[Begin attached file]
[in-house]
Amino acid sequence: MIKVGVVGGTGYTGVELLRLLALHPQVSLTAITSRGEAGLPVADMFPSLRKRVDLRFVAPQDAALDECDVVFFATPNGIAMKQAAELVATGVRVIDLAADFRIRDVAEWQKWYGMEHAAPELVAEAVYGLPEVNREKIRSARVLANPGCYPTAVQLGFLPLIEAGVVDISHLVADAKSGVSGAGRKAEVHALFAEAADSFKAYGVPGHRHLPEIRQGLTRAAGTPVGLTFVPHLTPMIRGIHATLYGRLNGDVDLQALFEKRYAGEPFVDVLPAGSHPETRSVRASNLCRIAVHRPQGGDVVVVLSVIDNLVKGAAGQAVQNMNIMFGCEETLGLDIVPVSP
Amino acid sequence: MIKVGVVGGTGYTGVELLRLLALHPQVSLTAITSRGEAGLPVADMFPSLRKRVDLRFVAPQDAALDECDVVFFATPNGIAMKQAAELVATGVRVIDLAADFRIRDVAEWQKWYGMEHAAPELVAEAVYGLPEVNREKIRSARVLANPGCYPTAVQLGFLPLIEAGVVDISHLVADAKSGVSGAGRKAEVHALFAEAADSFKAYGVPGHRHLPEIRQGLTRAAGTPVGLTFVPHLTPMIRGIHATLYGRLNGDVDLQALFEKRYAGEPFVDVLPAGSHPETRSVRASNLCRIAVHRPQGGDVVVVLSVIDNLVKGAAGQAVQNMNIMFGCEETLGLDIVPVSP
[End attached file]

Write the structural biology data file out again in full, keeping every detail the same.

[in-house]
Amino acid sequence: MIKVGVVGGTGYTGVELLRLLALHPQVSLTAITSRGEAGLPVADMFPSLRKRVDLRFVAPQDAALDECDVVFFATPNGIAMKQAAELVATGVRVIDLAADFRIRDVAEWQKWYGMEHAAPELVAEAVYGLPEVNREKIRSARVLANPGCYPTAVQLGFLPLIEAGVVDISHLVADAKSGVSGAGRKAEVHALFAEAADSFKAYGVPGHRHLPEIRQGLTRAAGTPVGLTFVPHLTPMIRGIHATLYGRLNGDVDLQALFEKRYAGEPFVDVLPAGSHPETRSVRASNLCRIAVHRPQGGDVVVVLSVIDNLVKGAAGQAVQNMNIMFGCEETLGLDIVPVSP
Amino acid sequence: MIKVGVVGGTGYTGVELLRLLALHPQVSLTAITSRGEAGLPVADMFPSLRKRVDLRFVAPQDAALDECDVVFFATPNGIAMKQAAELVATGVRVIDLAADFRIRDVAEWQKWYGMEHAAPELVAEAVYGLPEVNREKIRSARVLANPGCYPTAVQLGFLPLIEAGVVDISHLVADAKSGVSGAGRKAEVHALFAEAADSFKAYGVPGHRHLPEIRQGLTRAAGTPVGLTFVPHLTPMIRGIHATLYGRLNGDVDLQALFEKRYAGEPFVDVLPAGSHPETRSVRASNLCRIAVHRPQGGDVVVVLSVIDNLVKGAAGQAVQNMNIMFGCEETLGLDIVPVSP